Romex through Cinder block

My garage is cinder block. I'm installing two outdoor motion sensor decorated accent lights on each side of my garage door. I'm mounting the fixture directly to the block, drilling a hole through the block and running Romex through to the inside of the garage, which will then continue the run into the breaker panel. When running the Romex through the cinder block from the fixture on the outside to the inside, I am planning to insert a piece of conduit or PVC in the drilled hole, then running Romex through it. Is this the best option to run the wire to panel?
Thanks
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On 12/25/2015 5:02 PM, Meanie wrote:

That's what I would do and seal it with silicone caulk.
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Or better yet, the normal "dum-dum"or "Duxseal"
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Without seeing it, this all sounds fine, as long as you mount proper electrical boxes for the lights. I agree to seal it with silicone, which will keep bugs from getting into the boxes (and maybe mice too).
Romex should be stapled, so I'd take it straight to a wooden rafter, or you can attach a strip of wood on the wall to fasten the wire. Or just run it thru conduit where it crosses the block wall, until you get to wood.
If you run it thru metal conduit, be sure to deburr the ends.
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On 12/26/2015 4:24 AM, snipped-for-privacy@unlisted.moc wrote:

I've opted to use conduit and help protect the romex.
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On 12/26/2015 7:20 AM, Meanie wrote: ...

Whether actually req'd or not, it just looks so much better...my understanding was that "exposed" in unfinished space meant still thru wall, not on the wall surface directly exposed. But, I don't have new NEC at hand (2011+?) w/ the Art 334(?by recollection) and clear definitions to refer to directly...
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The current cycle is 2014 but there are plenty of places still on the 11 or even 08 or earlier. The thing that is consistent is that "Exposed to physical damage" is ambiguous and "extreme damage" is even more ambiguous in the code. A lot is left to local interpretation and custom. That is particularly true about Romex in utility spaces in a dwelling. Where I was in Maryland, above 4' it could just be stapled to running boards. In Florida they want some kind of raceway but Smurf will do in most places. Other places want EMT. The wild cards are MC/AC cable and Smurf. The perception is they are tougher than Romex but the NEC rules are the same in reference to physical damage.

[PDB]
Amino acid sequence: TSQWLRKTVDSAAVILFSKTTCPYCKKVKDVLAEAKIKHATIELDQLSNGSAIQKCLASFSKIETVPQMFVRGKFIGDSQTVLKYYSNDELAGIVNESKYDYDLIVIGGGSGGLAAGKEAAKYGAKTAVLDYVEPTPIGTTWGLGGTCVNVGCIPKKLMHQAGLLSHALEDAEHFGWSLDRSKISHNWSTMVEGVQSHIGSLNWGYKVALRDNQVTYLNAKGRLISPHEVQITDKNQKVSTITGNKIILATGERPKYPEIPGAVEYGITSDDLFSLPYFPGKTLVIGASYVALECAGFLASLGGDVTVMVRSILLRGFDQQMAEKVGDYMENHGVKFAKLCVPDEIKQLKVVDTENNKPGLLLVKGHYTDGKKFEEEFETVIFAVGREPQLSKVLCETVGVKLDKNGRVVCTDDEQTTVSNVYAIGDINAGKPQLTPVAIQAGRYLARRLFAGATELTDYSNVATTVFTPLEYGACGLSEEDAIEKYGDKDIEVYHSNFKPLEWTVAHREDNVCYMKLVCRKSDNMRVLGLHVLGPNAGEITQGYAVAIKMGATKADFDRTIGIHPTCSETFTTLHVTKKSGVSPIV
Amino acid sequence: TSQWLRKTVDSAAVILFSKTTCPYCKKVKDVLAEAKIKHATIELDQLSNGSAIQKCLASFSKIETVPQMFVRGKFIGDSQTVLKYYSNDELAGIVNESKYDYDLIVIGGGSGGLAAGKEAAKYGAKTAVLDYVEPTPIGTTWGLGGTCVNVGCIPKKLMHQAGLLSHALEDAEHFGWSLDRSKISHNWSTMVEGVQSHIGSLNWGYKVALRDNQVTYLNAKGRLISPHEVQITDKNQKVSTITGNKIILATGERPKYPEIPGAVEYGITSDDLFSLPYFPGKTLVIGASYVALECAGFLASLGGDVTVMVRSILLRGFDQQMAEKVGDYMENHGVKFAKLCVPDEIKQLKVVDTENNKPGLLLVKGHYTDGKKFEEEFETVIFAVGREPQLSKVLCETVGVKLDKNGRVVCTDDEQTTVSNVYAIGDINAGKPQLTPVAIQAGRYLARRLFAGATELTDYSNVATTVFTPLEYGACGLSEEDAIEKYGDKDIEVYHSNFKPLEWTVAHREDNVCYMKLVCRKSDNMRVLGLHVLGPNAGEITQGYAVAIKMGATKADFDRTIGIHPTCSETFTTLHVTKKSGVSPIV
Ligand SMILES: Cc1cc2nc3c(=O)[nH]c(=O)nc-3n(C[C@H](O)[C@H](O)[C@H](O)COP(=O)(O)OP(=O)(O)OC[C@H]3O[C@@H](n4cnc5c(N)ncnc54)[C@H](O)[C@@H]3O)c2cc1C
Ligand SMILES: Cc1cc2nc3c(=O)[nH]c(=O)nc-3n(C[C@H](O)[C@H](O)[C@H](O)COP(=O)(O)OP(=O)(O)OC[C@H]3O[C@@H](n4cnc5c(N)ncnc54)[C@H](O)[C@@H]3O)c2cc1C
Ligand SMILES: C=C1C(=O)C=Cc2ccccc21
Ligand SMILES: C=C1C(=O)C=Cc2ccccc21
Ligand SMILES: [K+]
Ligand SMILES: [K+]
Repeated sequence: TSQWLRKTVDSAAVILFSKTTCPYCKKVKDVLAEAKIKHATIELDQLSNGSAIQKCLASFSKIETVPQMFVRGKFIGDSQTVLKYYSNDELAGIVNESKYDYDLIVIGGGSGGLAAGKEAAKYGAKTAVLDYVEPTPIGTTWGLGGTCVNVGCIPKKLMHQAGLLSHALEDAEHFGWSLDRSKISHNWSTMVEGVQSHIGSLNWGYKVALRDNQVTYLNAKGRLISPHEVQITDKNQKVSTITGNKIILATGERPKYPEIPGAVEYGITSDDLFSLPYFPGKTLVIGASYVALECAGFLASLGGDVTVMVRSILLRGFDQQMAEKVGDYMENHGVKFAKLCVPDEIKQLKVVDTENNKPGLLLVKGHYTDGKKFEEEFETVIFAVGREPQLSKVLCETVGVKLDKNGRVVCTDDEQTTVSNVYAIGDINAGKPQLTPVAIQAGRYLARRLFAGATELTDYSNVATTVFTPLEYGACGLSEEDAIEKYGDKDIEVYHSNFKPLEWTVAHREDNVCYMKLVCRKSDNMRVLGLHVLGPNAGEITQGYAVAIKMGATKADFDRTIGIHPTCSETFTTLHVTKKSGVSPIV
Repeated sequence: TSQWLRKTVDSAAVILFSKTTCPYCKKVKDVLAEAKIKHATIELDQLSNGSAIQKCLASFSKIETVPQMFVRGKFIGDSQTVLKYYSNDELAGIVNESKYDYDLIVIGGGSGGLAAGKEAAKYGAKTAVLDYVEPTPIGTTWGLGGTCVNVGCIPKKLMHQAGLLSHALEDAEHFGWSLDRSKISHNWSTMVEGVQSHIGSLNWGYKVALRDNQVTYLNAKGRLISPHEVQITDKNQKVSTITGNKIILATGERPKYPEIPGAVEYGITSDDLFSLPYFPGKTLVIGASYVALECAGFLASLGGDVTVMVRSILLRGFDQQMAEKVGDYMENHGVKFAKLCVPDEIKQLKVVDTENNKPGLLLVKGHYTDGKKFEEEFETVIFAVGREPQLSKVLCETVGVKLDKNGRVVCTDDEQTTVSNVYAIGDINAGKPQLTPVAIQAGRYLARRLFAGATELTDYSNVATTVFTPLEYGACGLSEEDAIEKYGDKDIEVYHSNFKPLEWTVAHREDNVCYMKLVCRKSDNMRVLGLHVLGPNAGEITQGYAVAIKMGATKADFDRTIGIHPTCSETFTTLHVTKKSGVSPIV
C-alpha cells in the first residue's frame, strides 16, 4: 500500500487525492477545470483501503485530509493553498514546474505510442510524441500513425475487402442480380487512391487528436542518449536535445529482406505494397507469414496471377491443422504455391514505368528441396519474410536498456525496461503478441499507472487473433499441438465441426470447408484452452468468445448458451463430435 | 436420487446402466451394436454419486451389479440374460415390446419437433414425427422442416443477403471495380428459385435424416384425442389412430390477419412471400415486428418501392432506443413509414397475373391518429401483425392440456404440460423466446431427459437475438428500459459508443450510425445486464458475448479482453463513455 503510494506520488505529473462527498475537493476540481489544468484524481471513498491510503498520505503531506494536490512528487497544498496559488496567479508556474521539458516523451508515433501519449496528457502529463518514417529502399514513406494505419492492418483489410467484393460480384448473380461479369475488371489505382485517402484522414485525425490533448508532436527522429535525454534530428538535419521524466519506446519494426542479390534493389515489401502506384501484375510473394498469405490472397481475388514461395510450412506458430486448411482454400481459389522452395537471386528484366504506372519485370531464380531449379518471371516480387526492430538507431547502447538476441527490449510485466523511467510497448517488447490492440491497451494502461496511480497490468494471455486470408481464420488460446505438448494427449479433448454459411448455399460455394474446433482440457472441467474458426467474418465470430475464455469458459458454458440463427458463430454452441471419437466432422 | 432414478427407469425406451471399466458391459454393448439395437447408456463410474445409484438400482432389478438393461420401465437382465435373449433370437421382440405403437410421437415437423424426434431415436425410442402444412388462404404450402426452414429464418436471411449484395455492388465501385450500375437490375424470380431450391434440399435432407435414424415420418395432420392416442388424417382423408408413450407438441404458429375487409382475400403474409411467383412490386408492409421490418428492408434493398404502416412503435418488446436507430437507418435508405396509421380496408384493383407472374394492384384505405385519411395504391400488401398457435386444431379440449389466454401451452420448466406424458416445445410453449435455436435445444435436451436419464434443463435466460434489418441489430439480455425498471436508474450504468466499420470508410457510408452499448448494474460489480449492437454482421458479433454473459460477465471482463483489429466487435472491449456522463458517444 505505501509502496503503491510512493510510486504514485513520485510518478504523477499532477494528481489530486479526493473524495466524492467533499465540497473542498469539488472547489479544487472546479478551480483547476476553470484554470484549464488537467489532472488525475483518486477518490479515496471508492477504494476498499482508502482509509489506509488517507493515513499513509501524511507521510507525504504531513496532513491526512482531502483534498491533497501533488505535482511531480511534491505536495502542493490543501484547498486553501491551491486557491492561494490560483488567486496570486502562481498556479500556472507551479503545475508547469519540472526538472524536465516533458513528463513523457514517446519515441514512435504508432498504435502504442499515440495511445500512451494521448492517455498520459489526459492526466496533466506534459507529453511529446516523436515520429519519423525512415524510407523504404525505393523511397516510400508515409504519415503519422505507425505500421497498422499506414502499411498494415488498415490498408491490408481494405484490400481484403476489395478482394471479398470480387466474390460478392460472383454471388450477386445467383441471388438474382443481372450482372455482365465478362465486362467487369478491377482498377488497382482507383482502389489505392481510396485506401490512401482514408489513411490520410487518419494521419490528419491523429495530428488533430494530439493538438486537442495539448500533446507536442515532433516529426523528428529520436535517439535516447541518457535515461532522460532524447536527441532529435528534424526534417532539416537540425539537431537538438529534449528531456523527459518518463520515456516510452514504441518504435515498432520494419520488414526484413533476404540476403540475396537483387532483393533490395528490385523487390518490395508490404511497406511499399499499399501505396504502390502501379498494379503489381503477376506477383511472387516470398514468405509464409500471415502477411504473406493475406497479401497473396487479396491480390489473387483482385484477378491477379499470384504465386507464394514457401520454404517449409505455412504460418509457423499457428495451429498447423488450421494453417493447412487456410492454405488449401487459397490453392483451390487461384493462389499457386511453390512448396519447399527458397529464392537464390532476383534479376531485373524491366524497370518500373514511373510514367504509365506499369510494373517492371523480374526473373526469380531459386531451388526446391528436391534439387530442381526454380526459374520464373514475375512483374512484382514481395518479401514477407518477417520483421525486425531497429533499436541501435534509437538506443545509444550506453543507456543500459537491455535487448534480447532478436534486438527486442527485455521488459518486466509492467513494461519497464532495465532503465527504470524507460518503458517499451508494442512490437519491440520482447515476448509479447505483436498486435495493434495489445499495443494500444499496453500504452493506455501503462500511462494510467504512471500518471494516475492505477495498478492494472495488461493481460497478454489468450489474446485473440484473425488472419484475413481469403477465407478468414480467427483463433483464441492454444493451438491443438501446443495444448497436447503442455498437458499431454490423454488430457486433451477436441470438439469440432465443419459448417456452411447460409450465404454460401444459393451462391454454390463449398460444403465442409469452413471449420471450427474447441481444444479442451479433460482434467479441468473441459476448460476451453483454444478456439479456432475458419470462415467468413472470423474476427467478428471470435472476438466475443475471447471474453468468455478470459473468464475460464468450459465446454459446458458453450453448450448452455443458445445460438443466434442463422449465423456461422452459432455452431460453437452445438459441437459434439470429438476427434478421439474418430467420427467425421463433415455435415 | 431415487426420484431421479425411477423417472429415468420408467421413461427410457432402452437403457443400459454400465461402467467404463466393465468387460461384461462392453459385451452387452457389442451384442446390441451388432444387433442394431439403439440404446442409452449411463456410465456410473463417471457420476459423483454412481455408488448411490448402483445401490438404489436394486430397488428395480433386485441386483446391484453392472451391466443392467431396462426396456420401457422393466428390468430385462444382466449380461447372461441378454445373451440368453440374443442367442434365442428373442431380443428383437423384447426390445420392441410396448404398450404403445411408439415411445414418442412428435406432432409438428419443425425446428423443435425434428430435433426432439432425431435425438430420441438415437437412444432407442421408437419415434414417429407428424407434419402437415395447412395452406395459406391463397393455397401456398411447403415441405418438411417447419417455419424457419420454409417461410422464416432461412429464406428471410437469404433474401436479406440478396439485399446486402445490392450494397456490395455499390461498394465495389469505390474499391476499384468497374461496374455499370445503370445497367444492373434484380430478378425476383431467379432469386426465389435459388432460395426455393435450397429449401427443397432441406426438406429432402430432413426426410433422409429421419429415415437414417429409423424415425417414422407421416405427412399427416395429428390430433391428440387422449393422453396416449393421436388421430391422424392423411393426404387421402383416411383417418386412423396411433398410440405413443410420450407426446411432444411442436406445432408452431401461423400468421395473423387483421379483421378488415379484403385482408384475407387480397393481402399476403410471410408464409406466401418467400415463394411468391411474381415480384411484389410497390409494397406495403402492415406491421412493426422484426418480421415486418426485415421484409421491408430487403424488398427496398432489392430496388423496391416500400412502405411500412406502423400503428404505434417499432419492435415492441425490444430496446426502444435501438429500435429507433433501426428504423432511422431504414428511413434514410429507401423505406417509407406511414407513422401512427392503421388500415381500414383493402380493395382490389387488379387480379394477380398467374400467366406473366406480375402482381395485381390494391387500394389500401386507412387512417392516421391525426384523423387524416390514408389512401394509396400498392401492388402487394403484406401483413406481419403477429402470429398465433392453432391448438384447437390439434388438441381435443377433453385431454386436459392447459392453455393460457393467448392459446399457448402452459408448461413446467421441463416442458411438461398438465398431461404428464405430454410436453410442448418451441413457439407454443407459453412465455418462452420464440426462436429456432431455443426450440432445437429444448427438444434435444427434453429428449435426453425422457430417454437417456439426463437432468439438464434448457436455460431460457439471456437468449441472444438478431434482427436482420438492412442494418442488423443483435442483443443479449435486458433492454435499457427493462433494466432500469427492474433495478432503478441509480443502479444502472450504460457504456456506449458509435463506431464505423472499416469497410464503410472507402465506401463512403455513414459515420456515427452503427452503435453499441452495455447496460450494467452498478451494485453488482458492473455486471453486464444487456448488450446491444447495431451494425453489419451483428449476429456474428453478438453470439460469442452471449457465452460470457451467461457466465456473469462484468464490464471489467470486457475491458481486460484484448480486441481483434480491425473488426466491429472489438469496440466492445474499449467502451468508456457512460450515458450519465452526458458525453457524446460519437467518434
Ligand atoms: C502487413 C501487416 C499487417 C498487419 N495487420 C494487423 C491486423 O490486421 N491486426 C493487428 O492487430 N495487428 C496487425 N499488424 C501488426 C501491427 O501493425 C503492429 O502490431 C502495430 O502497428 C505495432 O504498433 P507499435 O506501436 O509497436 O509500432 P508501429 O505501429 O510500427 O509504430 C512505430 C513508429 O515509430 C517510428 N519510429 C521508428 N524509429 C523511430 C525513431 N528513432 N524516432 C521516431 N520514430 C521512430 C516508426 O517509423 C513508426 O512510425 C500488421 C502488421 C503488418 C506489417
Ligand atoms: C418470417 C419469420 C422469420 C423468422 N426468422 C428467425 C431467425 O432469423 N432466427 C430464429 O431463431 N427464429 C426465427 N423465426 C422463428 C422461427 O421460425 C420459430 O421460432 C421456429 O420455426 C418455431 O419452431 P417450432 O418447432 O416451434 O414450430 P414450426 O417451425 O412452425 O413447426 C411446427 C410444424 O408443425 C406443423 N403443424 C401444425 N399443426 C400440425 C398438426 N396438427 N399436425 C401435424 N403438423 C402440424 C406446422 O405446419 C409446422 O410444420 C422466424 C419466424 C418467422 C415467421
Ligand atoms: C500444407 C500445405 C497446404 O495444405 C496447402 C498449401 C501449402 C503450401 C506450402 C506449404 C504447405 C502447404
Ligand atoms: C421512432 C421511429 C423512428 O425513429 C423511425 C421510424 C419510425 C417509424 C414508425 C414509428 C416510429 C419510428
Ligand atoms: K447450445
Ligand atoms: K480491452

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On 12/26/2015 9:46 AM, dpb wrote:

Agreed. It'll be much more aesthetically pleasing.
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On 12/25/2015 3:02 PM, Meanie wrote:

So, *no* Jbox on which to hang the fixture? How do you plan on connecting (wiring) the fixture to the ROMEX conductors? Where do you expect the service loop to be stored -- tucked inside the block wall??

What's on the *inside* of the block wall? Will you just have a piece of ROMEX poking out a hole, draped along the wall/through the ceiling to the loadcenter?

Define "best". :> Do you care about Code or just want to get the lights lit? :<
Here, I install boxes *in* the block so there is a place for the wires to terminate *and* for the fixture to attach. Just like you'd encounter *in* an interior wall...
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On 12/25/2015 5:45 PM, Don Y wrote:

The fixture is it's own junction box and mounted on a bracket already screwed onto the cinder block exterior. The wires will be connected in it.

Pretty much that. It'll exit the hole on the inside and run to the panel. No junction box is required per code.

The method I'm following is within code.

No need. See above for mounting info.

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On 12/25/2015 4:53 PM, Meanie wrote:

...

...
I'm pretty sure Code doesn't allow unprotected Romex along the exposed wall inside the garage area. Whether it did or not, just me, I'd run it in conduit if no place else to hide it "just because"
--


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On 12/25/2015 7:57 PM, dpb wrote:

According to an electrician, it isn't code, BUT, after more thought, I agree with you and can't see how it wouldn't be code since the exposed romex could be penetrated along it's run. Thus, the conduit will protect it. I will run conduit to be safe.
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wrote:

It is legal to fish romex directly through the cores of concrete block. The issue is when it comes out. Exposed sections need to be protected from damage
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